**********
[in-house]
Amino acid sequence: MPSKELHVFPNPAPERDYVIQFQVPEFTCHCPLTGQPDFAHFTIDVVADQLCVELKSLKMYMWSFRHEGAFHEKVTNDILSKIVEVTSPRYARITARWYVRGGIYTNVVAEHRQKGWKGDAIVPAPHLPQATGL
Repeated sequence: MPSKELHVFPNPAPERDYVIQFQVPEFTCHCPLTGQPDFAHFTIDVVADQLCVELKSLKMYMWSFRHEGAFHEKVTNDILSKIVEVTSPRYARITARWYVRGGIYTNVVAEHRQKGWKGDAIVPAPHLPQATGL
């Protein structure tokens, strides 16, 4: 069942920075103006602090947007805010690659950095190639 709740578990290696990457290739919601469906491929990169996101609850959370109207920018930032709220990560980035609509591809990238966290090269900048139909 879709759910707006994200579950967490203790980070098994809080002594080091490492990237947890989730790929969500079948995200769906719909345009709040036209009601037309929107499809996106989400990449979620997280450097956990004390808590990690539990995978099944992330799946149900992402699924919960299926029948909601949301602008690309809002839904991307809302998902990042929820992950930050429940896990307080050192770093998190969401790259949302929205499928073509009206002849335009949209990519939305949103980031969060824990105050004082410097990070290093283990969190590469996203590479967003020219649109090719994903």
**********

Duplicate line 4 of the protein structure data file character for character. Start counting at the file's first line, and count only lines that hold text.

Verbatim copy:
């Protein structure tokens, strides 16, 4: 069942920075103006602090947007805010690659950095190639 709740578990290696990457290739919601469906491929990169996101609850959370109207920018930032709220990560980035609509591809990238966290090269900048139909 879709759910707006994200579950967490203790980070098994809080002594080091490492990237947890989730790929969500079948995200769906719909345009709040036209009601037309929107499809996106989400990449979620997280450097956990004390808590990690539990995978099944992330799946149900992402699924919960299926029948909601949301602008690309809002839904991307809302998902990042929820992950930050429940896990307080050192770093998190969401790259949302929205499928073509009206002849335009949209990519939305949103980031969060824990105050004082410097990070290093283990969190590469996203590479967003020219649109090719994903």